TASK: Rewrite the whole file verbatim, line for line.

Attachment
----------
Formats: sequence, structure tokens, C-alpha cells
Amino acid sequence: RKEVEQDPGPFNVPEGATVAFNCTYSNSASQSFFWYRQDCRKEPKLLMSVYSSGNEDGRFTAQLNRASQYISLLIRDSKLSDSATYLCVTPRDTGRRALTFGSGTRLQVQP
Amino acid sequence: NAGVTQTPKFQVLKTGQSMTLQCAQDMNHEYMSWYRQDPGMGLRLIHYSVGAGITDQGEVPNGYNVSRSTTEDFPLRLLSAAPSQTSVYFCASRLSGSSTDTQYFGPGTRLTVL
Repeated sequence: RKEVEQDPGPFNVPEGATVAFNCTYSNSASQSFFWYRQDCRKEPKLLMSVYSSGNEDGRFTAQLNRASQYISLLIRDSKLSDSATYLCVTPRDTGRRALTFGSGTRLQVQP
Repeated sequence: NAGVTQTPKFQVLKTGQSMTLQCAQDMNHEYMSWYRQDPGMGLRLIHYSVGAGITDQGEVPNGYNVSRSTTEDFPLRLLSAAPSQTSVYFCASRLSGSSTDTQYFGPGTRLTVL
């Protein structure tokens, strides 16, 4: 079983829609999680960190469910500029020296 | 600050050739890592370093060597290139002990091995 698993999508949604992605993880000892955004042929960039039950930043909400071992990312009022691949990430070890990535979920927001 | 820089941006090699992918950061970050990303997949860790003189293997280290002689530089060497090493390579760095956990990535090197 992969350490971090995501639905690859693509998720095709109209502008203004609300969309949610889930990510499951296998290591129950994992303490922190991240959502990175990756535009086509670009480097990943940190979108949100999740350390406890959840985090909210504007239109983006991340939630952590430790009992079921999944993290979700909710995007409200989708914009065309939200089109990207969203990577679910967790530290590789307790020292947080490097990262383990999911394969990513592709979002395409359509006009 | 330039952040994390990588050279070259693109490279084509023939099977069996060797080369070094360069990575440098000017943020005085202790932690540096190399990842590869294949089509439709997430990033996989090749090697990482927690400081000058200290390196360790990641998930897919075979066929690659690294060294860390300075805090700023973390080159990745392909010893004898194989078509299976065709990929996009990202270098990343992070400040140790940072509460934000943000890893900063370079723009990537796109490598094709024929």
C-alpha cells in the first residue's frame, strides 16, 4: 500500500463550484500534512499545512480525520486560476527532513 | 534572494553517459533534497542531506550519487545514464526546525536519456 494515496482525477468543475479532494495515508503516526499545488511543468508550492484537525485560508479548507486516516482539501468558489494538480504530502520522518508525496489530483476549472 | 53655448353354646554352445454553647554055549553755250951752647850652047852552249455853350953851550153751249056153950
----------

Formats: sequence, structure tokens, C-alpha cells
Amino acid sequence: RKEVEQDPGPFNVPEGATVAFNCTYSNSASQSFFWYRQDCRKEPKLLMSVYSSGNEDGRFTAQLNRASQYISLLIRDSKLSDSATYLCVTPRDTGRRALTFGSGTRLQVQP
Amino acid sequence: NAGVTQTPKFQVLKTGQSMTLQCAQDMNHEYMSWYRQDPGMGLRLIHYSVGAGITDQGEVPNGYNVSRSTTEDFPLRLLSAAPSQTSVYFCASRLSGSSTDTQYFGPGTRLTVL
Repeated sequence: RKEVEQDPGPFNVPEGATVAFNCTYSNSASQSFFWYRQDCRKEPKLLMSVYSSGNEDGRFTAQLNRASQYISLLIRDSKLSDSATYLCVTPRDTGRRALTFGSGTRLQVQP
Repeated sequence: NAGVTQTPKFQVLKTGQSMTLQCAQDMNHEYMSWYRQDPGMGLRLIHYSVGAGITDQGEVPNGYNVSRSTTEDFPLRLLSAAPSQTSVYFCASRLSGSSTDTQYFGPGTRLTVL
């Protein structure tokens, strides 16, 4: 079983829609999680960190469910500029020296 | 600050050739890592370093060597290139002990091995 698993999508949604992605993880000892955004042929960039039950930043909400071992990312009022691949990430070890990535979920927001 | 820089941006090699992918950061970050990303997949860790003189293997280290002689530089060497090493390579760095956990990535090197 992969350490971090995501639905690859693509998720095709109209502008203004609300969309949610889930990510499951296998290591129950994992303490922190991240959502990175990756535009086509670009480097990943940190979108949100999740350390406890959840985090909210504007239109983006991340939630952590430790009992079921999944993290979700909710995007409200989708914009065309939200089109990207969203990577679910967790530290590789307790020292947080490097990262383990999911394969990513592709979002395409359509006009 | 330039952040994390990588050279070259693109490279084509023939099977069996060797080369070094360069990575440098000017943020005085202790932690540096190399990842590869294949089509439709997430990033996989090749090697990482927690400081000058200290390196360790990641998930897919075979066929690659690294060294860390300075805090700023973390080159990745392909010893004898194989078509299976065709990929996009990202270098990343992070400040140790940072509460934000943000890893900063370079723009990537796109490598094709024929």
C-alpha cells in the first residue's frame, strides 16, 4: 500500500463550484500534512499545512480525520486560476527532513 | 534572494553517459533534497542531506550519487545514464526546525536519456 494515496482525477468543475479532494495515508503516526499545488511543468508550492484537525485560508479548507486516516482539501468558489494538480504530502520522518508525496489530483476549472 | 53655448353354646554352445454553647554055549553755250951752647850652047852552249455853350953851550153751249056153950